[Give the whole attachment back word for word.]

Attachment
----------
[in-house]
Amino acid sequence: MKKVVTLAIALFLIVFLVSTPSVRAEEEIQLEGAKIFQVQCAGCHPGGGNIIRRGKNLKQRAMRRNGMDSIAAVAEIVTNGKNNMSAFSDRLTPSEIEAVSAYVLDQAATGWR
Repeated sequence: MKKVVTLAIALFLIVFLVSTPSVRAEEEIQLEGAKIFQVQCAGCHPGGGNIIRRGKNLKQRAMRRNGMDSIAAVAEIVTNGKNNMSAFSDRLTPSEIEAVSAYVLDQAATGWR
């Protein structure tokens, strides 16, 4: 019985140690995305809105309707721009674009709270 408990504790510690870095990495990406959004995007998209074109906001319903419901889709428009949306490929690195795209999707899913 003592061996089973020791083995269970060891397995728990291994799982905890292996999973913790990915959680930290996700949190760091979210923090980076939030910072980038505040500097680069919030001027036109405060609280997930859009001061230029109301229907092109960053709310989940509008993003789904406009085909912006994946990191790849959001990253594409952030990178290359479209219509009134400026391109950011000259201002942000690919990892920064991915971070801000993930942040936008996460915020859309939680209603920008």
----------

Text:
[in-house]
Amino acid sequence: MKKVVTLAIALFLIVFLVSTPSVRAEEEIQLEGAKIFQVQCAGCHPGGGNIIRRGKNLKQRAMRRNGMDSIAAVAEIVTNGKNNMSAFSDRLTPSEIEAVSAYVLDQAATGWR
Repeated sequence: MKKVVTLAIALFLIVFLVSTPSVRAEEEIQLEGAKIFQVQCAGCHPGGGNIIRRGKNLKQRAMRRNGMDSIAAVAEIVTNGKNNMSAFSDRLTPSEIEAVSAYVLDQAATGWR
């Protein structure tokens, strides 16, 4: 019985140690995305809105309707721009674009709270 408990504790510690870095990495990406959004995007998209074109906001319903419901889709428009949306490929690195795209999707899913 003592061996089973020791083995269970060891397995728990291994799982905890292996999973913790990915959680930290996700949190760091979210923090980076939030910072980038505040500097680069919030001027036109405060609280997930859009001061230029109301229907092109960053709310989940509008993003789904406009085909912006994946990191790849959001990253594409952030990178290359479209219509009134400026391109950011000259201002942000690919990892920064991915971070801000993930942040936008996460915020859309939680209603920008």